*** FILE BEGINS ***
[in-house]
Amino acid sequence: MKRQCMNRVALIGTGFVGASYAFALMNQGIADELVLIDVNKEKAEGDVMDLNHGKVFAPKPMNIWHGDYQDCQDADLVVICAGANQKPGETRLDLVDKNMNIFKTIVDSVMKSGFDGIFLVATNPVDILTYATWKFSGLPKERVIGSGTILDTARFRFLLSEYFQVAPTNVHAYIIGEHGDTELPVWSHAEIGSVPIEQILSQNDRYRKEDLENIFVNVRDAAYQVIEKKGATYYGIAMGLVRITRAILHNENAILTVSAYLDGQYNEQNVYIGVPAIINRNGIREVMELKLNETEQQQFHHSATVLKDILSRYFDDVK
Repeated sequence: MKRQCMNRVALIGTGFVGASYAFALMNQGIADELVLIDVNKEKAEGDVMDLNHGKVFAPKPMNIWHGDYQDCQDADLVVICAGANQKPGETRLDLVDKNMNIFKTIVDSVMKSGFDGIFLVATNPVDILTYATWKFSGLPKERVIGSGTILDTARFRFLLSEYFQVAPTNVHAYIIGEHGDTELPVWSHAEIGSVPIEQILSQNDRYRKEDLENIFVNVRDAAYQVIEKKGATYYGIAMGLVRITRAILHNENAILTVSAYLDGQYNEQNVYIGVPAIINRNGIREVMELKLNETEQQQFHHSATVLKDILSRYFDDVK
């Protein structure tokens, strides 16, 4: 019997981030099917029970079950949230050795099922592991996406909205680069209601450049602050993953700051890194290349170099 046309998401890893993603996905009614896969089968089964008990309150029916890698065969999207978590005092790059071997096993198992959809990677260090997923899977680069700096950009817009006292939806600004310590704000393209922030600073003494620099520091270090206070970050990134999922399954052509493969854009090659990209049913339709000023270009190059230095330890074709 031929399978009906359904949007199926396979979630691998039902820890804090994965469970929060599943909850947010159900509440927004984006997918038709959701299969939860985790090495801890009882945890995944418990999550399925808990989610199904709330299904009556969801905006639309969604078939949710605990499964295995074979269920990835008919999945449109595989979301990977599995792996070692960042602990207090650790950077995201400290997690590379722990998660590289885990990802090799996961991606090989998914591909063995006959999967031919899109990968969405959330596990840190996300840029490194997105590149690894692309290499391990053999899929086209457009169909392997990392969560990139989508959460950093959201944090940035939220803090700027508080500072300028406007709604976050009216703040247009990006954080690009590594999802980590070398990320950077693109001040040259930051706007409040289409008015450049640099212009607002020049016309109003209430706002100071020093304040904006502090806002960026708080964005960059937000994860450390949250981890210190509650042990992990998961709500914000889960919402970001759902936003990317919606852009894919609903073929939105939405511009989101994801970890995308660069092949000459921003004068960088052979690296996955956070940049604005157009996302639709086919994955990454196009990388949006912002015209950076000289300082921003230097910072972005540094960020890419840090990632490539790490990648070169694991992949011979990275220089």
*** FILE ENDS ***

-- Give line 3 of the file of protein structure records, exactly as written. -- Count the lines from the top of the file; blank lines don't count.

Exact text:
Repeated sequence: MKRQCMNRVALIGTGFVGASYAFALMNQGIADELVLIDVNKEKAEGDVMDLNHGKVFAPKPMNIWHGDYQDCQDADLVVICAGANQKPGETRLDLVDKNMNIFKTIVDSVMKSGFDGIFLVATNPVDILTYATWKFSGLPKERVIGSGTILDTARFRFLLSEYFQVAPTNVHAYIIGEHGDTELPVWSHAEIGSVPIEQILSQNDRYRKEDLENIFVNVRDAAYQVIEKKGATYYGIAMGLVRITRAILHNENAILTVSAYLDGQYNEQNVYIGVPAIINRNGIREVMELKLNETEQQQFHHSATVLKDILSRYFDDVK